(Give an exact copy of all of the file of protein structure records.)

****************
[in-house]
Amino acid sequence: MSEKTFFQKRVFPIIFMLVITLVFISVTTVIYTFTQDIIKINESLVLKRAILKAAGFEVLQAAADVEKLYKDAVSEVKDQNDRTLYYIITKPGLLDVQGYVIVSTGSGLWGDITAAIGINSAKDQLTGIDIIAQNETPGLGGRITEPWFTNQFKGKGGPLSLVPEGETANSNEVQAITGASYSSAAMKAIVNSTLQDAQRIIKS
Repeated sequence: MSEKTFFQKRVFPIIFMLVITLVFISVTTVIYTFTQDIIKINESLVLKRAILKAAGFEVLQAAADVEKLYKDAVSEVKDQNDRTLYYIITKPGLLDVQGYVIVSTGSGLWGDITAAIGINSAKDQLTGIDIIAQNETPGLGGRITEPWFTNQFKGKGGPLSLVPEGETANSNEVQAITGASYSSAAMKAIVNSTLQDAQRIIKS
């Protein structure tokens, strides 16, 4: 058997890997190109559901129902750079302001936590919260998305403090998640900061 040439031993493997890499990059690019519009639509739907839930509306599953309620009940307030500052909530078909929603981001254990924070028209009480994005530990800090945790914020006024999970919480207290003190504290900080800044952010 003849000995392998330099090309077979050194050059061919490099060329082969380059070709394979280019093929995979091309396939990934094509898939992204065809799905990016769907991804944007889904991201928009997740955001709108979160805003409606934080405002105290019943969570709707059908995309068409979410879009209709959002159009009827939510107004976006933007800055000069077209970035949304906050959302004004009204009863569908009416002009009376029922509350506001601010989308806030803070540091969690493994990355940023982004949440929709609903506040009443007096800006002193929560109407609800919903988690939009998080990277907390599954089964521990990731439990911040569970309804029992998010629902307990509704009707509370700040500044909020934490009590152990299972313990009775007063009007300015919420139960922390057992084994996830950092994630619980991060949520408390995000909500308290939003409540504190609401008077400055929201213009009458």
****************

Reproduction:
[in-house]
Amino acid sequence: MSEKTFFQKRVFPIIFMLVITLVFISVTTVIYTFTQDIIKINESLVLKRAILKAAGFEVLQAAADVEKLYKDAVSEVKDQNDRTLYYIITKPGLLDVQGYVIVSTGSGLWGDITAAIGINSAKDQLTGIDIIAQNETPGLGGRITEPWFTNQFKGKGGPLSLVPEGETANSNEVQAITGASYSSAAMKAIVNSTLQDAQRIIKS
Repeated sequence: MSEKTFFQKRVFPIIFMLVITLVFISVTTVIYTFTQDIIKINESLVLKRAILKAAGFEVLQAAADVEKLYKDAVSEVKDQNDRTLYYIITKPGLLDVQGYVIVSTGSGLWGDITAAIGINSAKDQLTGIDIIAQNETPGLGGRITEPWFTNQFKGKGGPLSLVPEGETANSNEVQAITGASYSSAAMKAIVNSTLQDAQRIIKS
């Protein structure tokens, strides 16, 4: 058997890997190109559901129902750079302001936590919260998305403090998640900061 040439031993493997890499990059690019519009639509739907839930509306599953309620009940307030500052909530078909929603981001254990924070028209009480994005530990800090945790914020006024999970919480207290003190504290900080800044952010 003849000995392998330099090309077979050194050059061919490099060329082969380059070709394979280019093929995979091309396939990934094509898939992204065809799905990016769907991804944007889904991201928009997740955001709108979160805003409606934080405002105290019943969570709707059908995309068409979410879009209709959002159009009827939510107004976006933007800055000069077209970035949304906050959302004004009204009863569908009416002009009376029922509350506001601010989308806030803070540091969690493994990355940023982004949440929709609903506040009443007096800006002193929560109407609800919903988690939009998080990277907390599954089964521990990731439990911040569970309804029992998010629902307990509704009707509370700040500044909020934490009590152990299972313990009775007063009007300015919420139960922390057992084994996830950092994630619980991060949520408390995000909500308290939003409540504190609401008077400055929201213009009458």